WASHINGTON (Reuters) – The U.S. Senate on Thursday passed and sent to President Donald Trump an $8.3 billion funding bill to help state and local governments combat the spreading coronavirus, as public health experts outlined efforts to rapidly accelerate testing for the disease.
By a vote of 96-1, the Senate approved legislation that was overwhelmingly passed on Wednesday by the House of Representatives.
Republican Senator Rand Paul, who objected to spending the money without first reducing federal spending elsewhere, was the lone dissenter.
Trump is expected to sign the bill into law so that the billions of dollars can flow toward developing vaccines against the highly contagious coronavirus and aiding international efforts to control transmission.
Trump initially requested $2.5 billion, with much of that coming from already appropriated funds.
Senate Majority Leader Mitch McConnell, a Republican, said of the emergency funding bill, “It’s a serious agreement to meet a serious challenge and today we will send it to President Trump’s desk.”
Action by Congress comes as U.S. deaths related to coronavirus infections rose to 11 on Wednesday and new cases were identified on both coasts – around New York City and Los Angeles. [nL1N2AY11X]
New York state’s confirmed coronavirus cases have doubled to 22, Governor Andrew Cuomo announced on Thursday.
Washington state has been hardest hit so far. Democratic Senator Maria Cantwell said the legislation will provide $11.5 million to help her state’s health department respond to the crisis.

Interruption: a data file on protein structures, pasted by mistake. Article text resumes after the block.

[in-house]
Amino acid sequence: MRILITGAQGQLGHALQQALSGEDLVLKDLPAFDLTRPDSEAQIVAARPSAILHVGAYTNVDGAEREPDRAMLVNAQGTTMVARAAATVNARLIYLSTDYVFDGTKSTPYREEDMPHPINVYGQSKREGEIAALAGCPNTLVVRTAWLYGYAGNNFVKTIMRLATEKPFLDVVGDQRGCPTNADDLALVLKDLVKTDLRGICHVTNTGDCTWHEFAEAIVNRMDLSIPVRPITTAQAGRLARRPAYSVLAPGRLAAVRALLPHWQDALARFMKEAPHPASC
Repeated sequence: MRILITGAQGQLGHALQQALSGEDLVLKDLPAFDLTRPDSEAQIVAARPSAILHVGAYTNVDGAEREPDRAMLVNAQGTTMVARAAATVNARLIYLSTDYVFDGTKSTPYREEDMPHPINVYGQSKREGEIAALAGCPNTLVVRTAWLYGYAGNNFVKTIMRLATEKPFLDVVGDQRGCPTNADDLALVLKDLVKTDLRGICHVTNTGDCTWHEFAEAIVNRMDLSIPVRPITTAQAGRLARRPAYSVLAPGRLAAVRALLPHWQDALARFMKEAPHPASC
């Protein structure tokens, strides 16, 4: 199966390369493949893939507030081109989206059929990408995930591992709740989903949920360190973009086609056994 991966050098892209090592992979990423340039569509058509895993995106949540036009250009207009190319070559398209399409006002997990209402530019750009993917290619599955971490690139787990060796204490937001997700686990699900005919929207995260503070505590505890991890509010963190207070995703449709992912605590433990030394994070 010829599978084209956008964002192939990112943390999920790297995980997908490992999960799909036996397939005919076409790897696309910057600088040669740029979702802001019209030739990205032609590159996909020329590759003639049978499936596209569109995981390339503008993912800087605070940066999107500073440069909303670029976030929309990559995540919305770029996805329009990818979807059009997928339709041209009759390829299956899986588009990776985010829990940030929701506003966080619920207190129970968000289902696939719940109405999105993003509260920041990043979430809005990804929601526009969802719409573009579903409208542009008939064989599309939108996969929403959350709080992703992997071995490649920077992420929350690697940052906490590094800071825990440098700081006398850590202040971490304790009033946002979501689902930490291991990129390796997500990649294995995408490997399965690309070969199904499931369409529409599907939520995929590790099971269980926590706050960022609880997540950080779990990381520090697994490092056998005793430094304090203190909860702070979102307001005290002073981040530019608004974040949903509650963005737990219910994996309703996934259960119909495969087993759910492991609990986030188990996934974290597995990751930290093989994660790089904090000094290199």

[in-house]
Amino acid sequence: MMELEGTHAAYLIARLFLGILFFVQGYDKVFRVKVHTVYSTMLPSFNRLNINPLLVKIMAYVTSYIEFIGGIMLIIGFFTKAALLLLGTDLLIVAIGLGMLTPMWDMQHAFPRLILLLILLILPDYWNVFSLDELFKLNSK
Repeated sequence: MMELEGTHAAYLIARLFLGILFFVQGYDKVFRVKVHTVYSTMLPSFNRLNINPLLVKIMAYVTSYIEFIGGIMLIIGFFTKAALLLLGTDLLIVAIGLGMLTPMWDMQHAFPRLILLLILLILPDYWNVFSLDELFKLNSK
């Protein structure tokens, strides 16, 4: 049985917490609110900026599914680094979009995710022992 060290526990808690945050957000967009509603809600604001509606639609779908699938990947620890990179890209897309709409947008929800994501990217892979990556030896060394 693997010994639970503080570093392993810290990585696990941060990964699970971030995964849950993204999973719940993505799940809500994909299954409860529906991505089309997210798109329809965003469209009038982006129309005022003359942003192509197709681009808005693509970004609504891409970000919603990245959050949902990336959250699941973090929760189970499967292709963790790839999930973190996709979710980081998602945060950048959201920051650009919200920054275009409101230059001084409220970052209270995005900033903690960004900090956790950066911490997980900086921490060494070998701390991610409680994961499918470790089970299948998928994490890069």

“We need these funds. We need them now and we need other states to heed the early testing that would have been helpful in our state and now may be helpful in yours,” Cantwell said.
The money to fight coronavirus includes over $3 billion for research and development of vaccines, test kits and medical treatments. Another $2.2 billion would aid public health activities on prevention, preparedness and response to outbreaks.
The federal government would dedicate $1.25 billion in coming weeks and months to help international efforts aimed at reining in the virus, which was first detected late last year in China and has since spread around the globe.
Earlier on Thursday, U.S. health officials briefed House members one day after Vice President Mike Pence held separate meetings with House Democrats and Republicans to discuss plans for responding to any coronavirus outbreak.
Health and Human Services Secretary Alex Azar and Anthony Fauci, the director of the National Institute of Allergy and Infectious Diseases, were among those taking questions from House members on Thursday. [nL1N2AY0ZE]
Representative Rosa DeLauro, who chairs a House panel that oversees federal spending on health programs, said she did not get satisfactory answers from officials about access to testing and diagnostics and how to help people who do not get paid sick days through their jobs or who have no health insurance.
Republican Representative Tom Cole, however, gave an upbeat assessment. “We’re still behind the curve there, but the sense is we’ll be moving pretty quickly and able to catch up,” Cole said. He was referring to the growing number of tests that will be manufactured and could total around 1 million by next week.
Besides dispatching money throughout the United States, the bill approved by Congress also would provide for low-interest federal loans to businesses affected by a coronavirus outbreak.
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